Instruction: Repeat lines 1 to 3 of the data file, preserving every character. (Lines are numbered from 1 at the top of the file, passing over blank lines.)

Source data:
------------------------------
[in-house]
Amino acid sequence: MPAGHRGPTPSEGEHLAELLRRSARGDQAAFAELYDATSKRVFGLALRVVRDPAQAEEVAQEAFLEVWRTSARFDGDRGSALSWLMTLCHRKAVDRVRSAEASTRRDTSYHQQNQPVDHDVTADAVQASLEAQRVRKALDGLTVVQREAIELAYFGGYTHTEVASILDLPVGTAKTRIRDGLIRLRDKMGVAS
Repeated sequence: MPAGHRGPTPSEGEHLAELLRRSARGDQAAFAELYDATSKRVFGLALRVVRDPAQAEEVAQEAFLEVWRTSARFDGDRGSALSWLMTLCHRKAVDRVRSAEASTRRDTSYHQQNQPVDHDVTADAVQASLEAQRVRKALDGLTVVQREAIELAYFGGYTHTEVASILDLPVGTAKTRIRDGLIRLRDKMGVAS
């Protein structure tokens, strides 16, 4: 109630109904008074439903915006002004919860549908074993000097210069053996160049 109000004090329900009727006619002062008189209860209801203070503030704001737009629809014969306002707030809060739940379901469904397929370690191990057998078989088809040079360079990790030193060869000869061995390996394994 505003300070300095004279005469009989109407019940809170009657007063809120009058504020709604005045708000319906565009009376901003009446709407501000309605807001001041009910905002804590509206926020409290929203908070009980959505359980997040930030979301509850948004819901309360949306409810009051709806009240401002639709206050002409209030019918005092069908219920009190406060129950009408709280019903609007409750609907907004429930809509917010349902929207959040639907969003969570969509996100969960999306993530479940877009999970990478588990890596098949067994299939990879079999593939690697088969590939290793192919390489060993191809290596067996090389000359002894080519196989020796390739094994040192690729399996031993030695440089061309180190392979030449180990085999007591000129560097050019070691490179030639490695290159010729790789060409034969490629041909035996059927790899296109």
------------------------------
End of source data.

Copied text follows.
[in-house]
Amino acid sequence: MPAGHRGPTPSEGEHLAELLRRSARGDQAAFAELYDATSKRVFGLALRVVRDPAQAEEVAQEAFLEVWRTSARFDGDRGSALSWLMTLCHRKAVDRVRSAEASTRRDTSYHQQNQPVDHDVTADAVQASLEAQRVRKALDGLTVVQREAIELAYFGGYTHTEVASILDLPVGTAKTRIRDGLIRLRDKMGVAS
Repeated sequence: MPAGHRGPTPSEGEHLAELLRRSARGDQAAFAELYDATSKRVFGLALRVVRDPAQAEEVAQEAFLEVWRTSARFDGDRGSALSWLMTLCHRKAVDRVRSAEASTRRDTSYHQQNQPVDHDVTADAVQASLEAQRVRKALDGLTVVQREAIELAYFGGYTHTEVASILDLPVGTAKTRIRDGLIRLRDKMGVAS